50

  1. Substituted benzamides

Metoclopramide 

51

Substituted Benzamides 

Pd 

And 
AEs

Pharmacodynamics

Mechanism of antiemetic effect- dopamine receptor antagonisms

Trimethobenzamide also has weak antihistamine effects

 

Adverse effects

Via central dopaminergic antagonism- restlessness, dystonia, parkinsonism

52

H1 antihistamine anticholinergics

PD

Uses

AEs

 

Diphenhydramine 

Hyoscine (scopolamine)

Pharmacodynamics

Diphenhydramine and dimenhydramine have both antihistamine and anticholinergic properties

Meclizine has antihistamine effects but limited anticholinergic effects so less sedating.

Hyoscine is a muscarinic antagonist.

 

Uses

Used to prevent and treat motion sickness.

Diphenhydramine and dimenhydramine used in combination with other agents for treatment of chemotherapy caused emesis.

Meclizine is used for preventing motion sickness and treatment of vertigo caused by labrynth dysfunction.

Hyoscine in a transdermal patch used extensively for motion sickness.

 

Adverse effects

Use limited by side effects- sedation, dizziness, confusion, dry mouth, cycloplegia, urinary retention

53

BZDs 

Lorazepam 

Enhance GABAergic neurotransmission

Used to reduce vomiting associated with anxiety or anticipatory vomiting related to chemotherapy

54

Cannabinoids 

Dronabinol 

Uses

Used as an appetite stimulant and antiemetic

Used with other antiemetics, synergistic with phenothiazines and decrease adverse effects of both drugs.

 

Adverse effects

Euphoria, dysphoria, sedation, hallucination, dry mouth, increased appetite, tachycardia, orthostatic hypotension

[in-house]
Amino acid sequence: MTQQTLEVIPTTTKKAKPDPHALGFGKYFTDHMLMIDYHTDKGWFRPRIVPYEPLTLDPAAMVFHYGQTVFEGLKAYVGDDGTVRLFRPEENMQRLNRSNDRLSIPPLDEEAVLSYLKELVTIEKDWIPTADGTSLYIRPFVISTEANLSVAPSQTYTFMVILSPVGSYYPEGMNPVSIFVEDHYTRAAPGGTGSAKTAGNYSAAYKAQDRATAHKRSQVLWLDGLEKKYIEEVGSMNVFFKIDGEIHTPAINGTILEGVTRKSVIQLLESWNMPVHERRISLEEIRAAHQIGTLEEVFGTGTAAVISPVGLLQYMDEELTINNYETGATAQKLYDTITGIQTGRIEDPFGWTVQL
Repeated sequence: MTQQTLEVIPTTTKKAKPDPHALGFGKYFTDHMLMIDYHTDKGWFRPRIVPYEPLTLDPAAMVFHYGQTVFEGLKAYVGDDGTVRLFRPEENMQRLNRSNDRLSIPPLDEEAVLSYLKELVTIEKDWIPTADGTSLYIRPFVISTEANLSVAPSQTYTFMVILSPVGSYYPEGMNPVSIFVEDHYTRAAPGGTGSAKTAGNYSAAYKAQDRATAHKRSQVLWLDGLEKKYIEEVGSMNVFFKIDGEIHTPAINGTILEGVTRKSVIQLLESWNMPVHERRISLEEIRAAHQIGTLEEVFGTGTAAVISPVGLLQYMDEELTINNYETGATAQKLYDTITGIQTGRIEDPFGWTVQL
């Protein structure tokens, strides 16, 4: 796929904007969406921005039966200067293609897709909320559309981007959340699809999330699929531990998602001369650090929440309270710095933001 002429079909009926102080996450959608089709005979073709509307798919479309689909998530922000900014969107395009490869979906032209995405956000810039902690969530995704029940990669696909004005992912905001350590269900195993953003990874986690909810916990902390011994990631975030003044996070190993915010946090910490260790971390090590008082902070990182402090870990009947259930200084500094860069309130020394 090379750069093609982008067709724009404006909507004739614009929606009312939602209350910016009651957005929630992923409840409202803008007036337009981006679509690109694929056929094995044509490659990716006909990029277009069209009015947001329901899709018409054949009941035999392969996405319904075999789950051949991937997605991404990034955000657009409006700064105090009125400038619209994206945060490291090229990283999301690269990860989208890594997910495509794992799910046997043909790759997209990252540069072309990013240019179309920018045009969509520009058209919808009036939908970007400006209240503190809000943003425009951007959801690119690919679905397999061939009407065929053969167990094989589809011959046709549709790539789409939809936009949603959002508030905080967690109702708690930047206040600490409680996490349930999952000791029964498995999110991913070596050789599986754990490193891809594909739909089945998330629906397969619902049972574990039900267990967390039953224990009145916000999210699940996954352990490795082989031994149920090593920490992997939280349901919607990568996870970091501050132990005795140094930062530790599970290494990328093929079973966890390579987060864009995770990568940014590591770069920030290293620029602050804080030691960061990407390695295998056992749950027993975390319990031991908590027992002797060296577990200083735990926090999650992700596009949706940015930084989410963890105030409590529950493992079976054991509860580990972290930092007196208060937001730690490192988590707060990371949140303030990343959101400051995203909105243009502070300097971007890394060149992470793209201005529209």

55

Drugs for the Tx of IBS with diarrhea 

7

  1. Anti-diarrheal agents especially loperamide

 

  1. Mu and kappa opioid agonist, delta opioid antagonist

Eluxadoline

Decreases abdominal pain and diarrhea

Adverse effects: constipation, nausea, abdominal pain

 

  1. Tricyclic anti-depressants at low doses

Reduce pain

Normalize GI motility and secretions to reduce frequency and volume

No effects on mood

 

  1. 5-HT3 receptor antagonists

Alosetron approved for treatment of women with severe IBS with diarrhea

Efficacy of other 5-HT3 antagonists not examined

5-HT3 receptors in GI modulate visceral pain and intestinal motility

Alosetron- rare but serious GI toxicity limits use to women refractory to other therapies

 

  1. Bile salt binding resins

About 1/3 of people with IBS-D have bile acid malabsorption and can be treated with bile salt binding resins

 

  1. Antispasmodics

Hyoscine

Used to reduce colon muscle spasms and pain

 

  1. Antibiotic

Rifaximin- GI specific broad spectrum antibiotic

56

Drugs for tx of IBS with Constipation 

3

  1. Polyethylene glycol and osmotic laxatives used to soften stools and increase frequency, but no impact on pain.

 

  1. Guanylate cyclase agonist

Linaclotide

 

Adverse effects

diarrhea, upper respiratory tract infection, abdominal pain or distention, flatulence, headache

 

  1. Chloride channel activators

Lubiprostone

 

Stimulates type 2 chloride channels in small intestine, low systemic absorption

Used for the treatment of chronic constipation and women with IBS with constipation

 

Adverse effects

Nausea (29%),< 12 % headache, diarrhea, stomach pain or bloating, gas, vomiting, dizziness, swelling of the hands, feet, ankles, or lower legs, discomfort in chest, tiredness

57

Drugs for the Tx of IBD

6

  1. Aminosalicylates

5-aminosalicylic acid differs from salicylic acid by addition of an amino group at the 5 position

Mechanism of action uncertain but thought to alter inflammation and immune responses.